This project could benefit greatly from a closer reading of Mariátegui’s life and writing, a more detailed analysis of which you will find in the paragraphs below.

Life of Mariátegui

Born in 1894, Mariátegui spent most of his early twenties writing for a number of increasingly radical left-wing magazines and newspapers in Peru’s capital, Lima. In 1918, he set up his own left-wing publication, La Razón, which marked his turn towards socialism and away from the Creole politics represented by Lima’s whiter middle-class (as opposed to the indigenous, Quechua-speaking population of Peru, located predominantly in Andean regions). Mariátegui was influenced by the Peruvian anarchist Manuel González Prada, and both became highly critical of the domination of land ownership by a small group of land-owners (known as latifundistas or gamonales).

Although the 1910s and 1920s were an important period for the development of the Peruvian Left, they were also marked by state suppression. After a coup d’état in 1919 which brought Augusto Leguía into power for his second Presidential term, Mariátegui was faced with the probability of going into prison or exile, of which he (perhaps preemptively) chose the latter.
On returning to Peru, Mariátegui worked closely with the American Popular Revolutionary Alliance (APRA) led by Víctor Raúl Haya de la Torre. However, APRA’s suppression (and anti-communist rhetoric) led Mariátegui to leave and set up his own socialist party, which would later become the Peruvian Communist Party (PCP). He was also involved in the creation of the General Confederation of Peruvian Workers (CGTP) which took part in the Latin American trade union conference in 1929.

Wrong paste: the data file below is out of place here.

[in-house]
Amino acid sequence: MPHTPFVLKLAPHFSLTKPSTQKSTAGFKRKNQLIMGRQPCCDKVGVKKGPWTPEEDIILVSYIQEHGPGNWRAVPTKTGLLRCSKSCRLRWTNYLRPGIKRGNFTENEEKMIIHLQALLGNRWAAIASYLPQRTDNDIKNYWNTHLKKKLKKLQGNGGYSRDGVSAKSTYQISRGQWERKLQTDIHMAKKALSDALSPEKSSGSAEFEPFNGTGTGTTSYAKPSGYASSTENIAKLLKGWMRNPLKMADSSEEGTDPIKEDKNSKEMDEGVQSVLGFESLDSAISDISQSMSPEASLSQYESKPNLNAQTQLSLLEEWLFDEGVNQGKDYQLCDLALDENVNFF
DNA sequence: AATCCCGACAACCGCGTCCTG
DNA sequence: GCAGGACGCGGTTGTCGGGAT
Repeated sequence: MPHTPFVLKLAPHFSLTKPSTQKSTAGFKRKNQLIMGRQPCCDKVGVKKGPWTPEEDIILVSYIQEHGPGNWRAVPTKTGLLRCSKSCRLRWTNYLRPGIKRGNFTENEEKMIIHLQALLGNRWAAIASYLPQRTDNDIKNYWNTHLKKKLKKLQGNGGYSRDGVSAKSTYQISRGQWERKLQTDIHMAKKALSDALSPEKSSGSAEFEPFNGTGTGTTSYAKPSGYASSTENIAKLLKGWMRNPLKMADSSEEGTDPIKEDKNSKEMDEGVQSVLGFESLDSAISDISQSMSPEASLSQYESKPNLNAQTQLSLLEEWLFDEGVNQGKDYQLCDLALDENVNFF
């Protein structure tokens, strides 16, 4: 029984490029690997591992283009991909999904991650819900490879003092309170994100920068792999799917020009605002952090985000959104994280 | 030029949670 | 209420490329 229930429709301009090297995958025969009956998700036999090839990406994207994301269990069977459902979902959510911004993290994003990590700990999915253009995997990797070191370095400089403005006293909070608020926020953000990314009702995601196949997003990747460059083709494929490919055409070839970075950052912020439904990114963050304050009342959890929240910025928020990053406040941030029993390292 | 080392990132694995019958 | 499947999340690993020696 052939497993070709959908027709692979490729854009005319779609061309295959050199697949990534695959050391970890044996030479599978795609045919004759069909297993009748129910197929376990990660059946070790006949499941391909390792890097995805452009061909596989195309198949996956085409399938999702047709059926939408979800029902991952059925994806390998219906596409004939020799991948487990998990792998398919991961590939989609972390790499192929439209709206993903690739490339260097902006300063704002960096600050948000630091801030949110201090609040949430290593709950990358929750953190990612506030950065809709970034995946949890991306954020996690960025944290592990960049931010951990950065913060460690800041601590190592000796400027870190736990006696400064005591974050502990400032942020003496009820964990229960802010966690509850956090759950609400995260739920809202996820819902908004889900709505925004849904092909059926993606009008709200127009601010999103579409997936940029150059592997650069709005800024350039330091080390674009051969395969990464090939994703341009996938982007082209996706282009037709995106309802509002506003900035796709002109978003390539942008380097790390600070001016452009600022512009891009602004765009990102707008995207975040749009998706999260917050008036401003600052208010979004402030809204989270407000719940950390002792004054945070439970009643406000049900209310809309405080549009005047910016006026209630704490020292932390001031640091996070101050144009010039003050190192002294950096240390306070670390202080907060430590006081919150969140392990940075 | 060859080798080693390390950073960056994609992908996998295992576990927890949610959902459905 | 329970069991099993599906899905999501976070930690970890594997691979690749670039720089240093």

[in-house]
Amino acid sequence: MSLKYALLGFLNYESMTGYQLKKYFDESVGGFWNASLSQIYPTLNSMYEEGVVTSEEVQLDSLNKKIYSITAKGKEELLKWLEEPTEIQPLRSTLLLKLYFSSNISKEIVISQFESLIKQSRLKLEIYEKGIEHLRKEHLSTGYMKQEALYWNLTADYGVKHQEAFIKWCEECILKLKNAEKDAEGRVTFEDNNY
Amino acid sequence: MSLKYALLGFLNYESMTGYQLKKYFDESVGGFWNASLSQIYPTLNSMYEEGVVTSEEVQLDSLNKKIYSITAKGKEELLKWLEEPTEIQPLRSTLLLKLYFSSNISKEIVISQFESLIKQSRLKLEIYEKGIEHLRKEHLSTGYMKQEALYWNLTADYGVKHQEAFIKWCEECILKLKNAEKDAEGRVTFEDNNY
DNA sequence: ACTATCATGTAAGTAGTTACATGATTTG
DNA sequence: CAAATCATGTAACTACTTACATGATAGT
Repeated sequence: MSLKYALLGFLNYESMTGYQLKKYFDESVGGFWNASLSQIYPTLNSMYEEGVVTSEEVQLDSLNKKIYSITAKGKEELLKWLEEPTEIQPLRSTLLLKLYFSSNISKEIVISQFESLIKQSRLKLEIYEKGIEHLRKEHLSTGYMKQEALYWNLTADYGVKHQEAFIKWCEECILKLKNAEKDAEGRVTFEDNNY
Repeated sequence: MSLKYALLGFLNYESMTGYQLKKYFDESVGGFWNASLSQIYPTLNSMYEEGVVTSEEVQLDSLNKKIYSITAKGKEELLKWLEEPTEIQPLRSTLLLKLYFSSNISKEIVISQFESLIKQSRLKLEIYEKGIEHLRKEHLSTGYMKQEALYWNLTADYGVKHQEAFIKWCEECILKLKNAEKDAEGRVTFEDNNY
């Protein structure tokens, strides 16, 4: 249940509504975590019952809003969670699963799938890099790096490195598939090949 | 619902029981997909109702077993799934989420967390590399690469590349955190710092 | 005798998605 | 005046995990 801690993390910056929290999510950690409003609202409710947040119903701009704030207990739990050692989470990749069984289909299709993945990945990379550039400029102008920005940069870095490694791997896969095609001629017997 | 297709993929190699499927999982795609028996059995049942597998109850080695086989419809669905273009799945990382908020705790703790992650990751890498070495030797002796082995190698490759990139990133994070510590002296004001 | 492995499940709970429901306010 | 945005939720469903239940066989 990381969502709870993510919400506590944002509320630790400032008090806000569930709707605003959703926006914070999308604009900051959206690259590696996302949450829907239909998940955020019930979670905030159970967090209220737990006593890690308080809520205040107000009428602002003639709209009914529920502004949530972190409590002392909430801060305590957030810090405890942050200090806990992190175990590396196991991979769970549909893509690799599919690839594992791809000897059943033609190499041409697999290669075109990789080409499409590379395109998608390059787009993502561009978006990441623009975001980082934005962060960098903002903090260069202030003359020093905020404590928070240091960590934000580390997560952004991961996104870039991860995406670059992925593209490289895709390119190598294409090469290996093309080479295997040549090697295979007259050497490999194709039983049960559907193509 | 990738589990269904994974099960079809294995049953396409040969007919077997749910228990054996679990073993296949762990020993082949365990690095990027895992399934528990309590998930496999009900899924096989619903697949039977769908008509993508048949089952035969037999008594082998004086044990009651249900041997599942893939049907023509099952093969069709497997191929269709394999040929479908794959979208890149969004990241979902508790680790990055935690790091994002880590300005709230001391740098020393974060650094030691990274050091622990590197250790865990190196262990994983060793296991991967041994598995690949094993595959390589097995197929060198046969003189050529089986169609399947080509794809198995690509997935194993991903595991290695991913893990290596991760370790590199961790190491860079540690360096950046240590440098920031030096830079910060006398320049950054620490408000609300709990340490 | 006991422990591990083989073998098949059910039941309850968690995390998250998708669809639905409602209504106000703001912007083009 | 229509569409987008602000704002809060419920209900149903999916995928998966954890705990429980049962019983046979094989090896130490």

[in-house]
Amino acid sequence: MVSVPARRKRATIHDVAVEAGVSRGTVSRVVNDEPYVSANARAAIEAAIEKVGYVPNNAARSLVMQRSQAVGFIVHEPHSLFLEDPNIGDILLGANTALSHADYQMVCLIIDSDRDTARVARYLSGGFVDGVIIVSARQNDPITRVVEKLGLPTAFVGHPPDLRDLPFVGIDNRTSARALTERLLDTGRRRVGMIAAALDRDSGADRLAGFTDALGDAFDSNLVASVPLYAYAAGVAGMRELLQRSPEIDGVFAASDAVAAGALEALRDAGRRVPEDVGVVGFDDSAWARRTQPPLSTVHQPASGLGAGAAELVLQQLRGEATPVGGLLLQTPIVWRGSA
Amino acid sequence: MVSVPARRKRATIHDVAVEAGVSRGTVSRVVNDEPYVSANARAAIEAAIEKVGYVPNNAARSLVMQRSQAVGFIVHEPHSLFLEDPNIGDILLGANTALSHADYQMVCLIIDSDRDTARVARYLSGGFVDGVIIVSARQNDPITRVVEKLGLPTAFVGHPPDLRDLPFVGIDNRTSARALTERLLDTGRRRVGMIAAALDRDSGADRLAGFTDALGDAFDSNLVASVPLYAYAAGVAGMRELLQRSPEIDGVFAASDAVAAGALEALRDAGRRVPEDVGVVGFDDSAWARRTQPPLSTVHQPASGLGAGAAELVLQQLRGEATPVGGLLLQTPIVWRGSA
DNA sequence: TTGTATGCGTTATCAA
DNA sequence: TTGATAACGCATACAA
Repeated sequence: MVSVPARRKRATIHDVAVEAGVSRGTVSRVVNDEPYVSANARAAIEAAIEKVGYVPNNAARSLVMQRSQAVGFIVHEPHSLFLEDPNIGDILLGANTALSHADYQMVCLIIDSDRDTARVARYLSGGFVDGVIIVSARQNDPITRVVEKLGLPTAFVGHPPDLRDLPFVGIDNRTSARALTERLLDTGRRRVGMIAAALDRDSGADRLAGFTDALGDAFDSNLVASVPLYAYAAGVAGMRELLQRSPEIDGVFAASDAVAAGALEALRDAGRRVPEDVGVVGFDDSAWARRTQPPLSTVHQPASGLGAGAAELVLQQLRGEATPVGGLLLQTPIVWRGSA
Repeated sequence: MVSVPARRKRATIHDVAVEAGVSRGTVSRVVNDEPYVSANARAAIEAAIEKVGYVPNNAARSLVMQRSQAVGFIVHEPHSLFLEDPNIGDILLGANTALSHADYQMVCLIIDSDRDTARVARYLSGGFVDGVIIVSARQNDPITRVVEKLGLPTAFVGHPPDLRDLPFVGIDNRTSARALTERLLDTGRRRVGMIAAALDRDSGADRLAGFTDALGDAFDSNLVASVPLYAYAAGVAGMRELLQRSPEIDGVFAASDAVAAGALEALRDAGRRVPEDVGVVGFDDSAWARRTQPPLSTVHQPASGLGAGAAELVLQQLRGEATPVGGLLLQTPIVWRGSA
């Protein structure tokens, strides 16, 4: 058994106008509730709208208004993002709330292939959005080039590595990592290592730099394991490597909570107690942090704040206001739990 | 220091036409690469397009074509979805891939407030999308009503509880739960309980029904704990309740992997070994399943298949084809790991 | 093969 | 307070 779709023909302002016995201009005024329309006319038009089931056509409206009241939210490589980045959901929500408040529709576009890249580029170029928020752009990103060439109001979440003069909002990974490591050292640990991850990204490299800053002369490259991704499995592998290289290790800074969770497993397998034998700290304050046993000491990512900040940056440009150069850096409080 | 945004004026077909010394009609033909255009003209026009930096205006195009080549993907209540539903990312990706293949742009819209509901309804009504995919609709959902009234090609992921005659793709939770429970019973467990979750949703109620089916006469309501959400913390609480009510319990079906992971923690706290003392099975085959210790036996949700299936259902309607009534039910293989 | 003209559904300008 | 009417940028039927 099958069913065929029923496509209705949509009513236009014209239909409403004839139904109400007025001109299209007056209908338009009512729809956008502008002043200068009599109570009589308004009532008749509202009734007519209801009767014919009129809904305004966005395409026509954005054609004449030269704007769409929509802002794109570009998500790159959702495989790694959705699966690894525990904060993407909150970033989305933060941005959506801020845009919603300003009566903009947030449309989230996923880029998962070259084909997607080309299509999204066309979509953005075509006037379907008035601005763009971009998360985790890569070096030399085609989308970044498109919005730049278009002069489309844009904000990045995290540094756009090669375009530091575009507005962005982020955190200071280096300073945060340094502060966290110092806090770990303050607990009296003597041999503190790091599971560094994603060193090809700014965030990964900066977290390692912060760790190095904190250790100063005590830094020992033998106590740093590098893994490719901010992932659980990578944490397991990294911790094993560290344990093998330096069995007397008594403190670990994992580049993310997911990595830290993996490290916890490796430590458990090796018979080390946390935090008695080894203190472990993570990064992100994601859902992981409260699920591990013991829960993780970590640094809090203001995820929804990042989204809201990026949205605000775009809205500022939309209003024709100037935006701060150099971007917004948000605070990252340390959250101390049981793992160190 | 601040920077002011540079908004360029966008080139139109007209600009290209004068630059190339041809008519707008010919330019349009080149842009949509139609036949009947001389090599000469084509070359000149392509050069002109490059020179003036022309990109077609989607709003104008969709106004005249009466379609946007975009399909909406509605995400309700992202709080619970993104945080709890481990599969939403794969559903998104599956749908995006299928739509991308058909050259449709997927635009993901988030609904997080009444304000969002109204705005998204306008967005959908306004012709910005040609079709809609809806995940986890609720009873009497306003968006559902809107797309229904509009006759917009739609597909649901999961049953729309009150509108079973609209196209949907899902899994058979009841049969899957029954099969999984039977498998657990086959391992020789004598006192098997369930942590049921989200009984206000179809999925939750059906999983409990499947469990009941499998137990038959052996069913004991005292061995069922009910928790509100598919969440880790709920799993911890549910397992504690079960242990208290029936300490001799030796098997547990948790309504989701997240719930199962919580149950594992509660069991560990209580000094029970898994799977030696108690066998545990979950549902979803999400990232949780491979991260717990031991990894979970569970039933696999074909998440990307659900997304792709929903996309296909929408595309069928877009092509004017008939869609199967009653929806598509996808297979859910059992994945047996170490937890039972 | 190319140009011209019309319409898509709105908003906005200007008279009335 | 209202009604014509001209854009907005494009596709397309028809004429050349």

Sadly, the next year he died a young death at the age of 35.

Seven Interpretative Essays on Peruvian Reality

Mariátegui’s influence and impact on future generations of the Latin American Left, however, had already been secured. His 1928 book Seven Interpretative Essays on Peruvian Reality (SIEoPR) is, in part, a Marxist economic analysis of Peru’s history which understood the country as a semi-feudal nation dominated by the political and economic power of the latifundistas. The latifundistas, Mariátegui argued, were “indifferent not only to the interests of the proletariat but also to those of the bourgeoisie”, and as such were guilty of consigning Peru to economic underdevelopment.

What Mariátegui saw in Peru convinced him of two major critiques of international Marxist thought in the 1920s. Although the latifundistas were an agrarian nobility, they also accumulated capital and acted as capitalists by making alliances with foreign (predominantly British) business interests. Therefore, Mariátegui saw both feudal and capitalist modes of production existing simultaneously in Peruvian society, instead of a linear progression from one to the other. Secondly, Mariátegui saw that the power of the latifundistas was so great, and that the Peruvian state was structured so completely in their favour and the interests of international capital, that Peruvian society would not simply progress dialectically from feudalism to capitalism to socialism, but was instead consigned to existing in its semi-feudal, semi-capitalist state.